March 24th marked the 19th year of Whiskies of the World San Francisco (WoW) held on Hornblower’s San Francisco Belle. What a long way the event has come even in the 9 years I’ve been attending (my review of my first visit back in 2010 here, plus 2017 and years prior here), thanks to Event Director Douglas Smith and team.
This year a convenient mobile app made the event more seamless than ever as one could check off their desired whiskies to taste, mapped out in order on each deck of the boat.
Although one of the bigger whisk(e)y events in the country (they continue to add cities: San Jose, Atlanta, Houston, Austin, Dallas), WoW remains more approachable than larger whisk(e)y events, closer to a big party than a corporate tasting, with the added bonus of cigars on the deck (and a cigar roller) as the sun sets and casts a glow over the city, Bay and Bay Bridge.
Most tastes are revisits for me since I’ve tasted many thousands of whiskies the past decade plus — few are new tastes to me (past years’ top 5 whiskies here). Here are my top 5 notable newcomers from this year’s WoW after tasting over 100 whiskies that night (don’t worry: I spit to survive):
1. Highland Park 17 Year, The Dark ($300)
Anyone who knows my whisk(e)y preferences knows Highland Park (HP) has long been one of my TOP whiskies… a game-changing Scotch for me over a decade ago when I was blessed to drink the 30 year HP many times over. Then I tasted the 18, 25, 30, 40 year and 1968 releases side-by-side in one epic night in 2010 in a back room at Bourbon & Branch.
This year, I already loved their new release of the bracing-sweet-fiery Full Volume Scotch.
But my # 1 whisk(e)y newcomer of the year thus far is Highland Park’s 17 year old The Dark, the first release in a new series (28,000 total bottles worldwide and only 4500 in the US), matured in sherry-seasoned European oak casks. This supremely elegant Scotch unfolds with pine, ginger, chocolate, raisins, coffee, subtle smoke, sweet fruitcake and even a forest-y earthiness, all in delicate balance.
2. Alexander Murray’s Independent Scotch Bottlings
My number one tastes last year were among my top drams this year from Independent Scotch bottler, Alexander Murray. Their stellar lineup of special Scotch bottlings wowed again with one of my under-the-radar Scotch favorites, Linkwood Distillery (I tasted many rare vintage Linkwood bottlings in Japan — my article on the best bars for such pours here at Whisky Magazine UK).
The refined-yet-robust 19 year cask strength Linkwood shined, as did the graceful 28 year Bunnahabhain cask strength bottling. The biggest surprise was a wonderfully funky, earthy 15 year cask strength Dalmore. For those of you who know the elegance of Dalmore Scotch, this was a unique cask indeed (more on my time with Dalmore’s great master distiller, “The Nose,” Richard Paterson, here).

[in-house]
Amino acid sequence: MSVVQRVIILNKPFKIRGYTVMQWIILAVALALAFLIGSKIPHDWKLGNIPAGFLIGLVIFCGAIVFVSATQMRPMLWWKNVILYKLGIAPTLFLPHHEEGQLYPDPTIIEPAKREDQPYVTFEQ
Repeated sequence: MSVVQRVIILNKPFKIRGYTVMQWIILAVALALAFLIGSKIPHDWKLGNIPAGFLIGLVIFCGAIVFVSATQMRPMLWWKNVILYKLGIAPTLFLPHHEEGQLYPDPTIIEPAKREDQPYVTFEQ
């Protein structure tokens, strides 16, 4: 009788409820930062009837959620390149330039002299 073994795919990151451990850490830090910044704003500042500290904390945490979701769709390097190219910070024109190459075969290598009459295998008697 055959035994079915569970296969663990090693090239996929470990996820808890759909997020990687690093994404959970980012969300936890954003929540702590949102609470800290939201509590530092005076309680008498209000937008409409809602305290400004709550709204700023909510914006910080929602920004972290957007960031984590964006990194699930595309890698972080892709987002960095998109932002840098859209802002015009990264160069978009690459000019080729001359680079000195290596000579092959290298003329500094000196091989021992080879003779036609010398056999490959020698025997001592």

3. Balblair 1983 ($300+)
Since a 2011 trip to Scotland, I’ve long talked about my love of underrated Balblair Scotch (more of what I’ve written over the years on Balblair here, here and here). I’ve been a fan of the 2000, 1989, 1975 and 1969 Scotches, but this year I was smitten with Balblair’s 1983 Scotch. This beauty peeks out with butterscotch, toffee, vanilla notes, turning bright with citrus, tropical fruit and unfolding spice on the finish.
4. Michter’s Toasted Barrel Finish Rye ($75)
After years of delays, Michter’s is finally about to open their first distillery for the public to visit in Louisville this year. In the meantime, they’ve continued to release their popular purchased (NDP) whiskies over the years. This year’s US*1 Toasted Barrel Finish Rye is a winning experimental rye started with barrel strength (around 108.6% ABV) Michter’s US*1 Single Barrel Kentucky Straight Rye, then aged in a second custom barrel made from 24-month air-dried wood, toasted but not charred. Smoky spice and a rich toasty aroma and flavor make this rye memorable.
5. Sullivan’s Cove Small Batch Double Cask Single Malt ($225+)
A rarity all the way from Tasmania, Sullivan’s Cove Australian distillery has won many whisky awards — and it’s tough to get your hands on their limited Double Cask. A blend of 9-16 years aged whiskies in a range of casks, this whisky gives off apple brandy qualities, floral aromas and a woody spice complexity that lingers beautifully on the palate.